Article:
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Consent for CPR

CPR is treatment
The combination of chest compressions, artificial ventilation and medications is commonly referred to as CPR (cardiopulmonary resuscitation). Because of its potential benefit if implemented immediately, CPR has become a default treatment for cardiac arrest in many institutions, meaning that it will be implemented in all cases of cardiac arrest unless there is an explicit order against it. Unfortunately, CPR can revive only some patients. Like other medical interventions, it will not benefit every patient and can result in undesired injury.

When a patient declines CPR or will not benefit from it, a Do Not Resuscitate (DNR) order can be written. Health care facilities commonly have a policy setting out the process of obtaining a DNR order, the form it is to take, and the method for disseminating this information to the health care team. However, a DNR order on its own lacks specificity and could be misinterpreted to mean ‘do not treat.’ A plan of treatment, which may include a ‘no CPR’ order, documented on the patient record should eliminate any ambiguity.1 For example, a terminally ill patient may decline chest compressions, intubation, and resuscitation medications when the end of his life naturally occurs but request that his ‘no CPR’ order be suspended while he undergoes a surgical procedure to assist with his comfort. It is reasonable to suspend the ‘no CPR’ order in the intra- and post-operative period for reversible problems directly related to the surgery or anaesthesia. A plan of treatment which outlines this, along with the appropriate consent for surgery, will ensure the patient receives care appropriate to the situation.

What if a patient does not want CPR but his family does?
A patient who has the capacity to consent to treatment is one who understands the nature of the decision to be made and the consequences of his decision, including the decision to decline treatment. A capable patient is the only one with legal authority to accept or decline CPR, in spite of family disagreement or distress. If this patient then becomes gravely ill and incapable of making treatment decisions, his previously expressed wishes on resuscitation must be followed.2

What if the patient demands CPR but it would be ineffective?
Although a patient or substitute decision-maker consents to, or refuses, treatment, health professionals are required to use their skill, experience and knowledge to benefit the patient. Treatment options and alternatives should be presented to a patient and discussed; then an agreed plan of care can be devised. The plan of care must be based on the patient’s current and anticipated health status, current best practices and goals of treatment. Since CPR is treatment, it does not have to be offered to all patients. Health care professionals cannot be forced to provide treatment that is contrary to their professional obligations.When it is clear to health professionals that CPR would not be effective, sensitivity and diplomacy must be used to present appropriate elements in the plan of care to the patient, knowing the plan cannot be acted upon without the patient’s consent.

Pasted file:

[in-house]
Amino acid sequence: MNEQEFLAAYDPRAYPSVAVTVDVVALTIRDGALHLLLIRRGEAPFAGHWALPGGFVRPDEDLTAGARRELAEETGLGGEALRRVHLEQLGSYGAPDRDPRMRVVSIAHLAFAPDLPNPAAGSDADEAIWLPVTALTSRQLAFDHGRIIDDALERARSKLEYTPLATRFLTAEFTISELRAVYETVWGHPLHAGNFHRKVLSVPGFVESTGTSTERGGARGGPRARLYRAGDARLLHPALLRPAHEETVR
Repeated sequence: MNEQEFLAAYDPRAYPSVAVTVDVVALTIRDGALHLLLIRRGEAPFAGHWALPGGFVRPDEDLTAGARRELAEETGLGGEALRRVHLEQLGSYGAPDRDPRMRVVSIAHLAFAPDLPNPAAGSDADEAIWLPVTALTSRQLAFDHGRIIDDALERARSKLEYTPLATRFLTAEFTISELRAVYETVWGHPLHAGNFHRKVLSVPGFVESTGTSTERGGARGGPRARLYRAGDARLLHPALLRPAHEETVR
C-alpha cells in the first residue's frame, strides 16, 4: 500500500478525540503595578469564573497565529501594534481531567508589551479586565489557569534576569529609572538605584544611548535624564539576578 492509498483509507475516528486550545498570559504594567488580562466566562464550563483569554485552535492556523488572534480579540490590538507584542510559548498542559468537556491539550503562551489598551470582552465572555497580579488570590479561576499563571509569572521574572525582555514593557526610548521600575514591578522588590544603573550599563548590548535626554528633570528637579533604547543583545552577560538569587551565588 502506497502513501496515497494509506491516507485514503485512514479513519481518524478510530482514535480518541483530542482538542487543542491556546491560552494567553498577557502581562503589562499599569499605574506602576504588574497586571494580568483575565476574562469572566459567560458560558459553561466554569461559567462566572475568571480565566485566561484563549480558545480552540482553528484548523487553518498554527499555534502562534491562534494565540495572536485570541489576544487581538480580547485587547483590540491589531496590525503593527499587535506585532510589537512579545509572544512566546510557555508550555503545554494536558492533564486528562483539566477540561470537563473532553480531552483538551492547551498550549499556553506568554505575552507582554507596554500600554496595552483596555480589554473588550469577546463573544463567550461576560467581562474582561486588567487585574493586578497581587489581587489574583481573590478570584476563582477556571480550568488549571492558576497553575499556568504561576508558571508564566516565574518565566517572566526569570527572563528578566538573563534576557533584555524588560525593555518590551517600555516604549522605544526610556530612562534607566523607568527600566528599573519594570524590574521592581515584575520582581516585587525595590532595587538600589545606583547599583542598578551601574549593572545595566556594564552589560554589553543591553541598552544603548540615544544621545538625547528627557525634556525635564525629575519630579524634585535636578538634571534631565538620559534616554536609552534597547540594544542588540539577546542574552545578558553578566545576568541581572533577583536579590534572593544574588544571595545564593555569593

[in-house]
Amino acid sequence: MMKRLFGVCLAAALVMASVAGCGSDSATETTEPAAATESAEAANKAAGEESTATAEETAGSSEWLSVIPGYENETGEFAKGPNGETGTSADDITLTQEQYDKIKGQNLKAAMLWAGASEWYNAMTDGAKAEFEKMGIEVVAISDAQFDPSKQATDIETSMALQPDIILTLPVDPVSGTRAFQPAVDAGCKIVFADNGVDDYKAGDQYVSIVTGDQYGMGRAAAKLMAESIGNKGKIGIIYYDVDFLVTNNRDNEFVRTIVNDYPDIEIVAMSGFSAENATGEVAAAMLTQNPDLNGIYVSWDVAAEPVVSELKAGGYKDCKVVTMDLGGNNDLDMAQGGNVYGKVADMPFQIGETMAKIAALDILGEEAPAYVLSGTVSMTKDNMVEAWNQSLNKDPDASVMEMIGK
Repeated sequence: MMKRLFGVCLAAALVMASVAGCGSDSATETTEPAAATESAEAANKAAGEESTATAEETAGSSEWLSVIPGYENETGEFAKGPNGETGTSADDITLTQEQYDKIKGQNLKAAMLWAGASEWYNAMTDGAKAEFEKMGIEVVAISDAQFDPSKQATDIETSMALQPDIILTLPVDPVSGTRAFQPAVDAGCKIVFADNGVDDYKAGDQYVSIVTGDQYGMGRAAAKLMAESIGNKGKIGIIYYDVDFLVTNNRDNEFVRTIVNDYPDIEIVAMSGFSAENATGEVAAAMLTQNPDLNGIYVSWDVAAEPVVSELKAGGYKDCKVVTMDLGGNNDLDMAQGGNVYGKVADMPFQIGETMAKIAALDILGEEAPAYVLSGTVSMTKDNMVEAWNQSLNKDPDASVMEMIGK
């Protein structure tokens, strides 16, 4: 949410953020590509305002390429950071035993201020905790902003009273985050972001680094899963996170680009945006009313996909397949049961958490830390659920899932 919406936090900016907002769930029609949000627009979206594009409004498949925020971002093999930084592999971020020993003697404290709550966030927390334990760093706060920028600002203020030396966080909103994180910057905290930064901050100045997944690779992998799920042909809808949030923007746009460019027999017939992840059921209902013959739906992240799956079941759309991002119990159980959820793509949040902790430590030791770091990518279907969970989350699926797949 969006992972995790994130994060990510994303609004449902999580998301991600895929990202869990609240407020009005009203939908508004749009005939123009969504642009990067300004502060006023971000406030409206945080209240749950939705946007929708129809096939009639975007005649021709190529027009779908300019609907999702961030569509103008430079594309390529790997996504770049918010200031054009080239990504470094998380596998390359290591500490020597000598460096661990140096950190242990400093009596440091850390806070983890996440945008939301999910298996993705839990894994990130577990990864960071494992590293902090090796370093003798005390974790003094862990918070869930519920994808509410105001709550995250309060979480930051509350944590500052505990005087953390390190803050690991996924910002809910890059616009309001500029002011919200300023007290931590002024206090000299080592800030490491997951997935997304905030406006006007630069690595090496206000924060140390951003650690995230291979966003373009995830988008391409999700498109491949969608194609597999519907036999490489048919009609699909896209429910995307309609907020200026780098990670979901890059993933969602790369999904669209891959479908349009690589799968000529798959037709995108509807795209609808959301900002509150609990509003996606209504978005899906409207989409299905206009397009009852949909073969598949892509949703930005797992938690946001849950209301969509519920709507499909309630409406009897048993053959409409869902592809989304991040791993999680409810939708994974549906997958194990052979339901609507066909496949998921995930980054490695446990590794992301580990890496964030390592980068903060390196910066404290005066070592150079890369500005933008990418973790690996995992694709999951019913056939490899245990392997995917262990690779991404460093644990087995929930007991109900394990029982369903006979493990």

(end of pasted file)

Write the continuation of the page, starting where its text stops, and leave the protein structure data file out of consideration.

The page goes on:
What should I do when the doctor refuses to comply with the hospital policy on CPR?
It is medically inappropriate and legally risky to do CPR on a patient who would not benefit from it or who has decided against it. When a doctor fails to comply with the CPR policy, the reason for not doing so should be determined. If a satisfactory resolution cannot be found, management must be notified that their policy, designed to provide good patient care, is not being followed.

Failing to ensure medical staff are adhering to a policy designed to deliver good care to patients can be negligence on the part of the health care facility, as in the case where the court observed, “...when a hospital brings in a new policy aimed at better care for patients, it is under a duty to see all understand and work towards achieving this higher standard.”3

What can the health care team do to achieve the best patient care?

  1. Health Care Consent Act, 1996, S.O. 1996, c. 2, Sch. A, s. 2 contains the following definitions:

    “treatment” means anything that is done for a therapeutic, preventive, palliative, diagnostic, cosmetic or other health-related purpose, and includes a course of treatment, plan of treatment or community treatment plan.

    “plan of treatment” means a plan that:

    1. is developed by one or more health practitioners,
    2. deals with one or more of the health problems that a person has and may, in addition, deal with one or more of the health problems that the person is likely to have in the future given the person’s current health condition, and
    3. provides for the administration to the person of various treatments or courses of treatment and may, in addition, provide for the withholding or withdrawal of treatment in light of the person’s current health condition.
  2. For more detail, refer to infoLAW, Consent to Treatment: The Role of the Nurse (Vol. 3, No. 2, December 1994) and infoLAW, Consent for the Incapable Adult (Vol. 13, No. 3, December 2004).
  3. Comeau v. Saint John Regional Hospital (1999), 221 N.B.R. (2d) 201 at para. 53 (Q.B.), aff’d (2001) 244 N.B.R. (2d) 201 (C.A.).

N.B. In this document, the feminine pronoun includes the masculine and vice versa.


Vol. 15, No. 2, April 2006

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